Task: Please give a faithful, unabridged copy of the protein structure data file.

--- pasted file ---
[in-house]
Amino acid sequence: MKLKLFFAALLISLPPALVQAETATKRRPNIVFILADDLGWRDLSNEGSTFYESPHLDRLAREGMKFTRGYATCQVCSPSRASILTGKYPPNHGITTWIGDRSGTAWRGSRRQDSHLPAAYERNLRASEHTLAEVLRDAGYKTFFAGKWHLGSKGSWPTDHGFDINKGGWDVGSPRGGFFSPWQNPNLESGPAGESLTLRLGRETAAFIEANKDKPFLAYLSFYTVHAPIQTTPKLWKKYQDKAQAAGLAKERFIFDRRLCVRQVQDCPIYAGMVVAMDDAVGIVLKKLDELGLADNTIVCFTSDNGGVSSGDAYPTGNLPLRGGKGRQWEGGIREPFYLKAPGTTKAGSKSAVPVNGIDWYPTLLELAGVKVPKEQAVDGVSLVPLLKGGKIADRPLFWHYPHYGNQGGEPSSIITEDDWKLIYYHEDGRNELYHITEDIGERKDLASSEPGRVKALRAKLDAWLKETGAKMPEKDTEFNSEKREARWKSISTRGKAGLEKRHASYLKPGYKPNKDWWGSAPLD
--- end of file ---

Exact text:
[in-house]
Amino acid sequence: MKLKLFFAALLISLPPALVQAETATKRRPNIVFILADDLGWRDLSNEGSTFYESPHLDRLAREGMKFTRGYATCQVCSPSRASILTGKYPPNHGITTWIGDRSGTAWRGSRRQDSHLPAAYERNLRASEHTLAEVLRDAGYKTFFAGKWHLGSKGSWPTDHGFDINKGGWDVGSPRGGFFSPWQNPNLESGPAGESLTLRLGRETAAFIEANKDKPFLAYLSFYTVHAPIQTTPKLWKKYQDKAQAAGLAKERFIFDRRLCVRQVQDCPIYAGMVVAMDDAVGIVLKKLDELGLADNTIVCFTSDNGGVSSGDAYPTGNLPLRGGKGRQWEGGIREPFYLKAPGTTKAGSKSAVPVNGIDWYPTLLELAGVKVPKEQAVDGVSLVPLLKGGKIADRPLFWHYPHYGNQGGEPSSIITEDDWKLIYYHEDGRNELYHITEDIGERKDLASSEPGRVKALRAKLDAWLKETGAKMPEKDTEFNSEKREARWKSISTRGKAGLEKRHASYLKPGYKPNKDWWGSAPLD